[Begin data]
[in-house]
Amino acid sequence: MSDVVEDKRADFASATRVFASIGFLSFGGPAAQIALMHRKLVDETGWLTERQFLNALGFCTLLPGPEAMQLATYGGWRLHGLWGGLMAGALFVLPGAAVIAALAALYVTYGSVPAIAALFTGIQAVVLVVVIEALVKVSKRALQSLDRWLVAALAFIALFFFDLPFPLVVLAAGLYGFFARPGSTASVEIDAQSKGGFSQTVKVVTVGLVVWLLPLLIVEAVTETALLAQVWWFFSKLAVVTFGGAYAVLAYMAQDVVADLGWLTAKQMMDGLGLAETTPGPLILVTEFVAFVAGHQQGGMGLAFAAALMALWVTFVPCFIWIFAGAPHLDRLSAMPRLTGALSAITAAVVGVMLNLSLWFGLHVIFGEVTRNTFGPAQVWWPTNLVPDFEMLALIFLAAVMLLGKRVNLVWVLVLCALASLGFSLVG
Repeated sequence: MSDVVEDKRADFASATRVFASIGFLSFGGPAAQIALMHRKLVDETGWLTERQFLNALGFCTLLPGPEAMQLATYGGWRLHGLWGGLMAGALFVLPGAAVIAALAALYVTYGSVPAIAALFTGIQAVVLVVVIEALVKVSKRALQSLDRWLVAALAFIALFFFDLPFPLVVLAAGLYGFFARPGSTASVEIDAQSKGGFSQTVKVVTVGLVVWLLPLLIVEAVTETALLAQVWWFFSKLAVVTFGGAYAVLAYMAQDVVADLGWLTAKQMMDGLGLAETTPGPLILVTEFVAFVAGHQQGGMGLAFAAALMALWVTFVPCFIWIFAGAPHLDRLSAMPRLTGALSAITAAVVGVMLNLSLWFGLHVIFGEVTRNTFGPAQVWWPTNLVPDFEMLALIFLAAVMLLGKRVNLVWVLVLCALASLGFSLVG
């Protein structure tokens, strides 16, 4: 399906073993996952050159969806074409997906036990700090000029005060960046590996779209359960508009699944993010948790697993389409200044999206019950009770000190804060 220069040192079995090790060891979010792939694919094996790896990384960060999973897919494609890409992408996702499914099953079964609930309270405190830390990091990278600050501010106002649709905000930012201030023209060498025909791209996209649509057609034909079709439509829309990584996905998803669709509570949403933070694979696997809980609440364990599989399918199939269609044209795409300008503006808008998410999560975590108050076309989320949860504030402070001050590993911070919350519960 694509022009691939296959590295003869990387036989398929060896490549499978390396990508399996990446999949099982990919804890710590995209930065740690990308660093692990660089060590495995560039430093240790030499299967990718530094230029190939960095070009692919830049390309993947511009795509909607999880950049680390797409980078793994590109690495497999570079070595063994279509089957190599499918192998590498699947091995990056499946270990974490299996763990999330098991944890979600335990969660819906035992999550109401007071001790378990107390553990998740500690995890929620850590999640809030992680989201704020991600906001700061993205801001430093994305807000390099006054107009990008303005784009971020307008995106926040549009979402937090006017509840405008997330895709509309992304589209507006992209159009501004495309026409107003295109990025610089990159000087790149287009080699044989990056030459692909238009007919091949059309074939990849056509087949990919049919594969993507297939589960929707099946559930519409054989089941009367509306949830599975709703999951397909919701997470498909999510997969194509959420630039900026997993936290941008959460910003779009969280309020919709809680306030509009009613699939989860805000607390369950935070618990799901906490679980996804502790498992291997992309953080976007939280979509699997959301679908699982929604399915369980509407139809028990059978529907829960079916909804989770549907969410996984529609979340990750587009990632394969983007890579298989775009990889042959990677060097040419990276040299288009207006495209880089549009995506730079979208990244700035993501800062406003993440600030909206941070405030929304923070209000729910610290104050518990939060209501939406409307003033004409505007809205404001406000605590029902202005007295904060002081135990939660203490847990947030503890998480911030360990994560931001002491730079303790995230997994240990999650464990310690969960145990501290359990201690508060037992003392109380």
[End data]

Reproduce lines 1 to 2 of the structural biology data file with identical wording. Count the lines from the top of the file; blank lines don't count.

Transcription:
[in-house]
Amino acid sequence: MSDVVEDKRADFASATRVFASIGFLSFGGPAAQIALMHRKLVDETGWLTERQFLNALGFCTLLPGPEAMQLATYGGWRLHGLWGGLMAGALFVLPGAAVIAALAALYVTYGSVPAIAALFTGIQAVVLVVVIEALVKVSKRALQSLDRWLVAALAFIALFFFDLPFPLVVLAAGLYGFFARPGSTASVEIDAQSKGGFSQTVKVVTVGLVVWLLPLLIVEAVTETALLAQVWWFFSKLAVVTFGGAYAVLAYMAQDVVADLGWLTAKQMMDGLGLAETTPGPLILVTEFVAFVAGHQQGGMGLAFAAALMALWVTFVPCFIWIFAGAPHLDRLSAMPRLTGALSAITAAVVGVMLNLSLWFGLHVIFGEVTRNTFGPAQVWWPTNLVPDFEMLALIFLAAVMLLGKRVNLVWVLVLCALASLGFSLVG